Title: Richard Maurice Bucke to Walt Whitman, 31 December 1881
Date: December 31, 1881
Source: Transcribed from digital images or a microfilm reproduction of the original item. For a description of the editorial rationale behind our treatment of the correspondence, see our statement of editorial policy.
Notes for this letter were derived from The Letters of Dr. Richard Maurice Bucke to Walt Whitman, ed. Artem Lozynsky (Detroit: Wayne State University Press, 1977).
Location: The Charles E. Feinberg Collection of the Papers of Walt Whitman, 1839–1919, Library of Congress, Washington, D.C.
Whitman Archive ID: loc.05099
Contributors to digital file: Stefan Schöberlein, Kirsten Clawson, Nima Najafi Kianfar, Nicole Gray, and Elizabeth Lorang
Asylum for the Insane,1
31st Dec. 1881
My dear Walt
Just a line to tell you that we have another fine boy born about an hour ago2—both mother and child are well
R M Bucke
Richard Maurice Bucke (1837–1902) was a Canadian physician and psychiatrist who grew close to Whitman after reading Leaves of Grass in 1867 (and later memorizing it) and meeting the poet in Camden a decade later. Even before meeting Whitman, Bucke claimed in 1872 that a reading of Leaves of Grass led him to experience "cosmic consciousness" and an overwhelming sense of epiphany. Bucke became the poet's first biographer with Walt Whitman (Philadelphia: David McKay, 1883), and he later served as one of his medical advisors and literary executors. For more on the relationship of Bucke and Whitman, see Howard Nelson, "Bucke, Richard Maurice," Walt Whitman: An Encyclopedia, ed. J.R. LeMaster and Donald D. Kummings (New York: Garland Publishing, 1998).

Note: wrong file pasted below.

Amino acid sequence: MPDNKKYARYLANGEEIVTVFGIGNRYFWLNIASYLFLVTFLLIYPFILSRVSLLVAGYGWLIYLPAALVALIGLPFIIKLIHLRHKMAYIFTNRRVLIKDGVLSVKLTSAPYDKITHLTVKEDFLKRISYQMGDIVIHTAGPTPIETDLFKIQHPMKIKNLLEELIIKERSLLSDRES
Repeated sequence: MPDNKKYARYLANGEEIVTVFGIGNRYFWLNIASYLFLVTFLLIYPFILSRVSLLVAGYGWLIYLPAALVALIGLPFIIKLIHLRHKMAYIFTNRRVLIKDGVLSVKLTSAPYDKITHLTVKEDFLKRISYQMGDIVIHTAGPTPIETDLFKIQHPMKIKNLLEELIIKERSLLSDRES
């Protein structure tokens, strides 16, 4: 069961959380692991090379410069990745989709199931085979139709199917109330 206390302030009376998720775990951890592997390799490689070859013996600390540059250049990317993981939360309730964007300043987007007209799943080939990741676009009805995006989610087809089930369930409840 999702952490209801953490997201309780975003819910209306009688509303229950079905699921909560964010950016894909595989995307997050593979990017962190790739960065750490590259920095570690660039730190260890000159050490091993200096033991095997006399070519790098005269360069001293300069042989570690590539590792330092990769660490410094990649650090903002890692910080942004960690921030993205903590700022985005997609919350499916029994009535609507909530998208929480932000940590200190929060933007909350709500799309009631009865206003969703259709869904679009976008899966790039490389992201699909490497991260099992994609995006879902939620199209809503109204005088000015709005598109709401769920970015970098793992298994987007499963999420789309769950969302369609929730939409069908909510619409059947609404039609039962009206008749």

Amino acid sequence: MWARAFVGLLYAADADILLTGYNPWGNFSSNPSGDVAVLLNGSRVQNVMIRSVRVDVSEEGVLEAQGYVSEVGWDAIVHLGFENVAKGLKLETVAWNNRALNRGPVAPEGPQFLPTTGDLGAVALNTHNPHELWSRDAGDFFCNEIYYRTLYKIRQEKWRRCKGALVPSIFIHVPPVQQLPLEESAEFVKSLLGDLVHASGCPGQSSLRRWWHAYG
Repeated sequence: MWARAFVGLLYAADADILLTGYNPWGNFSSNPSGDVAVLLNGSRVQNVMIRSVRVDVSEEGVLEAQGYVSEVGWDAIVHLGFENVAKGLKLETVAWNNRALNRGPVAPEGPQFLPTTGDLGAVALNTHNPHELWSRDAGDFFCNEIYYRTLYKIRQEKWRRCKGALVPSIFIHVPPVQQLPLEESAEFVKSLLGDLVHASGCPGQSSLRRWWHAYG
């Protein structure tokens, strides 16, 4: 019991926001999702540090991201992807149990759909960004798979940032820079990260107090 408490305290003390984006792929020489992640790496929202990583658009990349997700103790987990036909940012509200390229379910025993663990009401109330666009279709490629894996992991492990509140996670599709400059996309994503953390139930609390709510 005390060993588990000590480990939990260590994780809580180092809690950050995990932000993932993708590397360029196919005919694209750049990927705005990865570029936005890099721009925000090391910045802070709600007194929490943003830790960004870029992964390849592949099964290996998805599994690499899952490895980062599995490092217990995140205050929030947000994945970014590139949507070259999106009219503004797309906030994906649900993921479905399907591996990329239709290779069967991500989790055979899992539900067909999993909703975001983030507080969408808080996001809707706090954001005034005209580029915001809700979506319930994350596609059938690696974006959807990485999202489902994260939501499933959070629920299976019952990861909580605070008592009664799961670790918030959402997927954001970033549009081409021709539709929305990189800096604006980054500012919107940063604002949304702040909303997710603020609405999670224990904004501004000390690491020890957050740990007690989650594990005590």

1. There is a vertical line drawn across Bucke's letter, and on the back Whitman drafted part of a piece titled "An Hour at Kenosha Summit," which first appeared in Specimen Days and Collect as "An Hour on Kenosha Summit" (1882–83). [back]
2. Robert Walpole was the last of Bucke's eight children. [back]